Economic Development and the Future of Mining in the Canadian North – by Stephan Schott (News – August 16, 2016)

ECONOMIC DEVELOPMENT IN the Arctic is an ongoing challenge. People in the Arctic regions of Canada, Greenland and Alaska are mostly dependent on the government, the mining industry or oil and gas extraction for employment and generating income. But many are also involved in subsistence harvesting (hunting and gathering), which can sometimes be at odds with the extraction industries.

Living off the land is crucial for the transfer of traditional knowledge from one generation to another and for the preservation of cultural practices, traditional languages and place-names. Subsistence harvesting also is a source of nutritious, culturally desirable country food, and is linked to sophisticated social sharing networks and rules.

But access to country food is becoming increasingly difficult for Northerners as equipment, maintenance and operating costs for snowmobiles, boats and all-terrain vehicles are rising and the jobs available in the North are tied to rigid work schedules that are often not well matched to the timing of subsistence activities.

The future of the Arctic economy must better integrate subsistence harvesting activities with a modern income- and employment-generating sector. The latter needs to be more flexible and accommodating of seasonal variations in the availability of labor and alive to the gradual development of local capacity in business and regional and community governance.

Past Experiences in Mining

Despite a long history of mining in the North, the economic impacts on local business, community and human development are not well understood or researched. Mining has several economic stages (exploration, construction, operation and reclamation) with various economic impacts and varying involvement of the local labor force.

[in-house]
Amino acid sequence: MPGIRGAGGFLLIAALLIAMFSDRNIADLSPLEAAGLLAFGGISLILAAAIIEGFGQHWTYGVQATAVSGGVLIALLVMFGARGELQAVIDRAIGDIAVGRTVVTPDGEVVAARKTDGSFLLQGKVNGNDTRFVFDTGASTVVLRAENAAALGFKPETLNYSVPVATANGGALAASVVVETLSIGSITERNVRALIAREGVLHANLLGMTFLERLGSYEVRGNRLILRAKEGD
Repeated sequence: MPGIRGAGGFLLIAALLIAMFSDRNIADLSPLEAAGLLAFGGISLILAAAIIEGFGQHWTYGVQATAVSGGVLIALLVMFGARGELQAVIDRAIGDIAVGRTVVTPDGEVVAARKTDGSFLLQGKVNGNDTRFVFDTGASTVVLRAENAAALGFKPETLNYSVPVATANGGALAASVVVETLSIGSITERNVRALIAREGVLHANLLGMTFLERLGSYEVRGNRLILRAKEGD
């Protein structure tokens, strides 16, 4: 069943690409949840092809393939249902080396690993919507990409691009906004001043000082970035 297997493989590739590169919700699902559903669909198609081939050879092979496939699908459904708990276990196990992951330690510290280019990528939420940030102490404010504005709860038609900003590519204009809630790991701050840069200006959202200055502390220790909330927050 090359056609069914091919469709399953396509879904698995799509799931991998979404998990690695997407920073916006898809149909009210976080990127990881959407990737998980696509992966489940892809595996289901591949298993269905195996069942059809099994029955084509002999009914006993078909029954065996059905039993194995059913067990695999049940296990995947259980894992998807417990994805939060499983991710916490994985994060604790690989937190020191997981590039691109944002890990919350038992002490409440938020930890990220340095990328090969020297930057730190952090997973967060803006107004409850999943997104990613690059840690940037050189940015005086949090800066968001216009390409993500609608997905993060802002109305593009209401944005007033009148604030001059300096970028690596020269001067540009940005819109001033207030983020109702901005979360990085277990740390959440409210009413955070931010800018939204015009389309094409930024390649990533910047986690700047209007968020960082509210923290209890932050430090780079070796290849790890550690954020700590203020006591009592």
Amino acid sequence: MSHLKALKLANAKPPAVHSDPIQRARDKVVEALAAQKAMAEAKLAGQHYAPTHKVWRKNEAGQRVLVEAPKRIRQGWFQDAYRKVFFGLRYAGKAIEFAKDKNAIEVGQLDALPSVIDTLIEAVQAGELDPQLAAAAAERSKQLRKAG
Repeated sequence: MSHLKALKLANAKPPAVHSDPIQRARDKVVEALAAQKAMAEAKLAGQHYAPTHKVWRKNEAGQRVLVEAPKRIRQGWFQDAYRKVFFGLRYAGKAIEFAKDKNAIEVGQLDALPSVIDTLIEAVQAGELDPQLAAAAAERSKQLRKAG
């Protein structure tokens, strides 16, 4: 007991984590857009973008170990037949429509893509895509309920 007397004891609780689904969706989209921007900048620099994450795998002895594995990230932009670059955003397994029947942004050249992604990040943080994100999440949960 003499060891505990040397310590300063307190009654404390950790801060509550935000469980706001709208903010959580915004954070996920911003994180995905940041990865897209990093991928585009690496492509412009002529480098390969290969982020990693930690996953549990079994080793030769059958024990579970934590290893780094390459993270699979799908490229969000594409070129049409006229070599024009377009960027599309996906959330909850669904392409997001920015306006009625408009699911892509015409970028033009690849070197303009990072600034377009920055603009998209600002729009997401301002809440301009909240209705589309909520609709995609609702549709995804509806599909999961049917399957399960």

Local businesses often do not have the experience and know-how to compete with larger southern companies that operate nationally and internationally. In addition, revenues often flow out of the regions and do not create the expected local multiplier effects.

Mining sites also vary considerably in terms of local employment ratios. At some mines, such as Voisey’s Bay, an open pit nickel mine in Labrador that is now preparing to start underground mining, almost 50 percent of the employees are indigenous, but at other mines the count could be as low as 10 percent.
Employment can also be unstable. Mining is subject to increasingly volatile commodity markets, which can mean slowdowns, shutdowns and layoffs for local employees when mining companies try to cut costs.

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